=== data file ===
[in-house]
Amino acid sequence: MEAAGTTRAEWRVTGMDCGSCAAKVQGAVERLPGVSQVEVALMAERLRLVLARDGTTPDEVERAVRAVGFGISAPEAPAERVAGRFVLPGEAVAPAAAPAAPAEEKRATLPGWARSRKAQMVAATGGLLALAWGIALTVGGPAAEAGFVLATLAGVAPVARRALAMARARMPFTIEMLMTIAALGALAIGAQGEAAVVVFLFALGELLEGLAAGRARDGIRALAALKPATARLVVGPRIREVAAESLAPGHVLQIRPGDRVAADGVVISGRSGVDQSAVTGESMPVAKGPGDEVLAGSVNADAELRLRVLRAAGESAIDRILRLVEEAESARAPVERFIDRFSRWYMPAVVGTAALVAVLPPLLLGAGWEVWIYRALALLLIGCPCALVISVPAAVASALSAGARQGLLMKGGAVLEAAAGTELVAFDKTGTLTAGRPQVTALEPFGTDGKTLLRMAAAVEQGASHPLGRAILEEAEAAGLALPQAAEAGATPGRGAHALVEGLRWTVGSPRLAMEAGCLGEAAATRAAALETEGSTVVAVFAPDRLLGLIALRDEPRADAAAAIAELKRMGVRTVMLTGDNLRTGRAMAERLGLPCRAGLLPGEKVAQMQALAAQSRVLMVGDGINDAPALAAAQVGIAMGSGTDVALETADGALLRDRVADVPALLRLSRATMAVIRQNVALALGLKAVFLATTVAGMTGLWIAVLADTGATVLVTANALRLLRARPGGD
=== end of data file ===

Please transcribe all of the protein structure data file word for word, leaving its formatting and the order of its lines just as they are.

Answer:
[in-house]
Amino acid sequence: MEAAGTTRAEWRVTGMDCGSCAAKVQGAVERLPGVSQVEVALMAERLRLVLARDGTTPDEVERAVRAVGFGISAPEAPAERVAGRFVLPGEAVAPAAAPAAPAEEKRATLPGWARSRKAQMVAATGGLLALAWGIALTVGGPAAEAGFVLATLAGVAPVARRALAMARARMPFTIEMLMTIAALGALAIGAQGEAAVVVFLFALGELLEGLAAGRARDGIRALAALKPATARLVVGPRIREVAAESLAPGHVLQIRPGDRVAADGVVISGRSGVDQSAVTGESMPVAKGPGDEVLAGSVNADAELRLRVLRAAGESAIDRILRLVEEAESARAPVERFIDRFSRWYMPAVVGTAALVAVLPPLLLGAGWEVWIYRALALLLIGCPCALVISVPAAVASALSAGARQGLLMKGGAVLEAAAGTELVAFDKTGTLTAGRPQVTALEPFGTDGKTLLRMAAAVEQGASHPLGRAILEEAEAAGLALPQAAEAGATPGRGAHALVEGLRWTVGSPRLAMEAGCLGEAAATRAAALETEGSTVVAVFAPDRLLGLIALRDEPRADAAAAIAELKRMGVRTVMLTGDNLRTGRAMAERLGLPCRAGLLPGEKVAQMQALAAQSRVLMVGDGINDAPALAAAQVGIAMGSGTDVALETADGALLRDRVADVPALLRLSRATMAVIRQNVALALGLKAVFLATTVAGMTGLWIAVLADTGATVLVTANALRLLRARPGGD